Factors affecting stomata opening and closing –
i) There is an endogenous rhythm (a biological clock). Stomata open during the day and close during the night. (Though certain succulents, which are native to hot, dry conditions have a reversed rhythm to enable them to economize on water loss.)
However, stomata continue to open and close on an approximately 24-hour clock (circadian = about a day) even when switched to continuous light. The phase of this opening and closure can be shifted (made to occur at other times of the day) by control of the end of the dark period.
ii) The water balance of a plant affects stomatal aperture. Wilting plants close their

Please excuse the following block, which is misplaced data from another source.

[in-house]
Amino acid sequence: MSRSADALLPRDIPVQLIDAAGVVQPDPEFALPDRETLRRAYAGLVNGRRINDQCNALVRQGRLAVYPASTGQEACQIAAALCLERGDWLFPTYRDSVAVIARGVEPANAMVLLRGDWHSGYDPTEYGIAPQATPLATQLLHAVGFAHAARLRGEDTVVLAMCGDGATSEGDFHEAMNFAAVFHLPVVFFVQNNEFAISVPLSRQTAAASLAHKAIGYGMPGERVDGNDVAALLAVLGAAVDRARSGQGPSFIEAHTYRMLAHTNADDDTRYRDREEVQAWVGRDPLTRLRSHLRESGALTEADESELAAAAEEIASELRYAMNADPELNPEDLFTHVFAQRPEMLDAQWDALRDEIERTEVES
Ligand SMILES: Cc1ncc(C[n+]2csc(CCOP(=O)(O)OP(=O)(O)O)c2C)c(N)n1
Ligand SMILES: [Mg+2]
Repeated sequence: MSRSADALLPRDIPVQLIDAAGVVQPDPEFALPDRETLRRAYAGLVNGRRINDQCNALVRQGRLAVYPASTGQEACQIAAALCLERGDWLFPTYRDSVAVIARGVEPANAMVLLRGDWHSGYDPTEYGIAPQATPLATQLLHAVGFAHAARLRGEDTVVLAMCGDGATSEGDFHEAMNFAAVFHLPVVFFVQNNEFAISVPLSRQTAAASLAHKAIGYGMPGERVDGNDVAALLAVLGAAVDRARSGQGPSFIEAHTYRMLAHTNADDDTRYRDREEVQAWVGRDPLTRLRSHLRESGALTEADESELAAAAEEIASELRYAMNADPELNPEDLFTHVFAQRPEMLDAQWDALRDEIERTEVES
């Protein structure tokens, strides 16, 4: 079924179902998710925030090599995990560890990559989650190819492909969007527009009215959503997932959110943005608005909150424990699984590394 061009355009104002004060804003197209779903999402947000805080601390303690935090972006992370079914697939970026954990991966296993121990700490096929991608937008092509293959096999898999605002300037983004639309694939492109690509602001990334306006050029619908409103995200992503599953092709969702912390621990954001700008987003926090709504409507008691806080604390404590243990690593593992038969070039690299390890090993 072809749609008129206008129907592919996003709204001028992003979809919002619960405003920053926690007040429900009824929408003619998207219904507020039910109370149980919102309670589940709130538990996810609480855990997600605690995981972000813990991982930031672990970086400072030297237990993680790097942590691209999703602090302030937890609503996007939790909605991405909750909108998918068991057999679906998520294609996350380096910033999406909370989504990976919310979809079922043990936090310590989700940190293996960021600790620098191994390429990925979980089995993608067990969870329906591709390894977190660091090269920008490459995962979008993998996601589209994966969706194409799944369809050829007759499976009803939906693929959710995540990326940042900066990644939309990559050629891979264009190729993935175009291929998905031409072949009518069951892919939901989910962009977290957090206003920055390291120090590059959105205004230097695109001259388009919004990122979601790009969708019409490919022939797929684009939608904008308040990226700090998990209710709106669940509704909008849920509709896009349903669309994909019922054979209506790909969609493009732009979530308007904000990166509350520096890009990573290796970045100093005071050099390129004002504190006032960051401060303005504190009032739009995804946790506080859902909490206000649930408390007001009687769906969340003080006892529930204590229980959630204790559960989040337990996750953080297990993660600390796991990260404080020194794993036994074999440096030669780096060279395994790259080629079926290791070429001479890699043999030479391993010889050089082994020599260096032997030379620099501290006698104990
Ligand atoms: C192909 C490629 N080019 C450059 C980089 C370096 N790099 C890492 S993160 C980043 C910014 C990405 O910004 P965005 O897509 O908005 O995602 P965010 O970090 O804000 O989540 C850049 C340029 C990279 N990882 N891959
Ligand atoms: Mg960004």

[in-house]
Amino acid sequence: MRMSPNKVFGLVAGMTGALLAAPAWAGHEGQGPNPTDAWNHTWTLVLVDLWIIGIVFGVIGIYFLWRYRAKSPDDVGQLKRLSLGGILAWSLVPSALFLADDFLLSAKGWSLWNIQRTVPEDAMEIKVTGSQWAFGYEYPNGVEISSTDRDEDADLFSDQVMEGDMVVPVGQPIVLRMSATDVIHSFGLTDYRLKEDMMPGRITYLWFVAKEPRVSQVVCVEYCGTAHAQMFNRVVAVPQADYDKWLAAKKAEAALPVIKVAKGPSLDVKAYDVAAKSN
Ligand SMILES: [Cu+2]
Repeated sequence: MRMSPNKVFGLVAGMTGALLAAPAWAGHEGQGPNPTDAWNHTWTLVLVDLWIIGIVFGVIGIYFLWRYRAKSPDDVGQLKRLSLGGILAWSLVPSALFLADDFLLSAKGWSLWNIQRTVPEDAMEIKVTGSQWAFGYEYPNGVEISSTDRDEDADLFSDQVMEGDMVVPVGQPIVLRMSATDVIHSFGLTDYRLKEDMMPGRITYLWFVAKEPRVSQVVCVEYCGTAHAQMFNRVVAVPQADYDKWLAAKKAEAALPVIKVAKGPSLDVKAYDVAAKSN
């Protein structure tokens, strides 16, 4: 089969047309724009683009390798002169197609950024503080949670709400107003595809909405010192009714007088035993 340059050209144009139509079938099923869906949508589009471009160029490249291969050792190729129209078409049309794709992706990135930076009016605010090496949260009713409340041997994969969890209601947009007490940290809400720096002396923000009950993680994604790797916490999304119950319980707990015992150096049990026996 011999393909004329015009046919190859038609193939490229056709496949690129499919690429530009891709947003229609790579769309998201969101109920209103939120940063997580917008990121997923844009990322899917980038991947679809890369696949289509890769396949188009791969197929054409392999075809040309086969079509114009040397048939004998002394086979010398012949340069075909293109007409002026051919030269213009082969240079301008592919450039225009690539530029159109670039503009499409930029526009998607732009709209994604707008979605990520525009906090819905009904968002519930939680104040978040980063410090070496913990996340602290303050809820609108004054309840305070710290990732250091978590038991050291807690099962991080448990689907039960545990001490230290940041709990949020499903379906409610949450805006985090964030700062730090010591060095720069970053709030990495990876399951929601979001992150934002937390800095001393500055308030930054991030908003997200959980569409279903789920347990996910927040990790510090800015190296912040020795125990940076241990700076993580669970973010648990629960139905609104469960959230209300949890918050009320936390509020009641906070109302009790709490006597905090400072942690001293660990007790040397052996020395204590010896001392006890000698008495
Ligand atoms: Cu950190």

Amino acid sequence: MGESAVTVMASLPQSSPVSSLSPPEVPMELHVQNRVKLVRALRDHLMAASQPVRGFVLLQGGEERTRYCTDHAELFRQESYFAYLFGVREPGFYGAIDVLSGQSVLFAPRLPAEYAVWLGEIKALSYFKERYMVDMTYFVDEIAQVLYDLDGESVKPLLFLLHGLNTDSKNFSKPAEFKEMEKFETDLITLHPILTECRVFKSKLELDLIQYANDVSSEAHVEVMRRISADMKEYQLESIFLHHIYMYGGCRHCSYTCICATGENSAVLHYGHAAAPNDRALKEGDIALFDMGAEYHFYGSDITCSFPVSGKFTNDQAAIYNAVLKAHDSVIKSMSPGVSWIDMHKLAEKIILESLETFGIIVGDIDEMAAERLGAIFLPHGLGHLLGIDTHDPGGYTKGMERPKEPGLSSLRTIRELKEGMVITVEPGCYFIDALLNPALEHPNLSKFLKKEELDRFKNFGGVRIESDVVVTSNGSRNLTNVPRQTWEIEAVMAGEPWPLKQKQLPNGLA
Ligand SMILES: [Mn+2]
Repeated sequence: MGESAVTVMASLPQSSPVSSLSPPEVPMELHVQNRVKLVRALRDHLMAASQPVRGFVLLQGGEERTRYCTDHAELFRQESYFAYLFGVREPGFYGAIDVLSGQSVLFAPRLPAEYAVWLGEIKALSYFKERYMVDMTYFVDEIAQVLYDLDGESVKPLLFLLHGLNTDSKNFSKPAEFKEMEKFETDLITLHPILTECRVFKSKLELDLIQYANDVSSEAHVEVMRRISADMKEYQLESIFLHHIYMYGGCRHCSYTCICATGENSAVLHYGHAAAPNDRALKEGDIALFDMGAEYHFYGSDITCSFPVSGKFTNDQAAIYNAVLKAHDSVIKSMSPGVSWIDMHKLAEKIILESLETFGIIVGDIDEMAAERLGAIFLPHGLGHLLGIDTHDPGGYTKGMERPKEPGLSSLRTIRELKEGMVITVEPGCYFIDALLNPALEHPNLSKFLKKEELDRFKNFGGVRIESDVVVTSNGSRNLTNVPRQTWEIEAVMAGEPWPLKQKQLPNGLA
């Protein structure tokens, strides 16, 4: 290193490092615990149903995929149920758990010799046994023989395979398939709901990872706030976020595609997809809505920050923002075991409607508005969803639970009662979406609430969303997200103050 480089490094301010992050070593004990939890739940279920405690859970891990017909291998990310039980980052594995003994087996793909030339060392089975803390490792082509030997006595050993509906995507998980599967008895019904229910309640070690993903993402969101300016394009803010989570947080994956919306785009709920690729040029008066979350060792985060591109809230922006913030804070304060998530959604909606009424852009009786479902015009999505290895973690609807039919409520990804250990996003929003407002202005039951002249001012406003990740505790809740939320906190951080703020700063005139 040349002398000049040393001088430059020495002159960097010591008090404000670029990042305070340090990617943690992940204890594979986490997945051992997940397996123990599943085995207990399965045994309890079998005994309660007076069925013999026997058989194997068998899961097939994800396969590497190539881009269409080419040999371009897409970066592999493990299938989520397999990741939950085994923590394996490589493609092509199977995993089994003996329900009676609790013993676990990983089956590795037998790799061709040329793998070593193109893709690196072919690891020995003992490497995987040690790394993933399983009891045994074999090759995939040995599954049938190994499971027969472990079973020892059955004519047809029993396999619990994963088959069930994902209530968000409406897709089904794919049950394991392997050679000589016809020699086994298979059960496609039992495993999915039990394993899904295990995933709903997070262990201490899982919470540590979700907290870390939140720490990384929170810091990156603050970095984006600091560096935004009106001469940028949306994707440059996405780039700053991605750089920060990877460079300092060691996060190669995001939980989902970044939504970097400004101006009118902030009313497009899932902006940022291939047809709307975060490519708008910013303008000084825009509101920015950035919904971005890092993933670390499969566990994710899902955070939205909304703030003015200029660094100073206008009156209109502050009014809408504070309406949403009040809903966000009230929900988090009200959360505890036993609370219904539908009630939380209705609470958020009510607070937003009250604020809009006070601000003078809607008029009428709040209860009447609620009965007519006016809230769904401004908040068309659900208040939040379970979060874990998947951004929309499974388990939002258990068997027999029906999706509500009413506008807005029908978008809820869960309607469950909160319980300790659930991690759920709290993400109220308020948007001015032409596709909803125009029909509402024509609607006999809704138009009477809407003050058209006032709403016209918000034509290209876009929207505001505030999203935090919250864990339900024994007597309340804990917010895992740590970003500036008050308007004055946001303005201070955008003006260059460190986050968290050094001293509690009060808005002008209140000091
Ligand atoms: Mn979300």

stomata. The plant growth regulator abscisic acid (ABA) seems to act as a mediator
under these conditions. Water stress in the roots can transmit its influence to stomata in
leaves by the signal of ABA.
iii) Low concentrations of CO2 cause stomata to open. If CO2 free air is blown across
stomata in darkness, their stomata open. High CO2 causes stomata to close.
iv) Light causes stomata to open. The minimum light level for opening of stomata in most
plants is 1/1000 to 1/30 of full sunlight, just enough to cause some net photosynthesis.
Blue light (430-460nm) is nearly 10 times as effective as red light (630-680nm). The
wavelengths that are effective in the red part of the spectrum are the same as those that
are effective in photosynthesis that is absorbed by chlorophyll. However, the blue light
effect is quite independent of photosynthesis. Photosynthesis will change intercellular
CO2 concentrations and may have its effect through the mechanism written in point iii)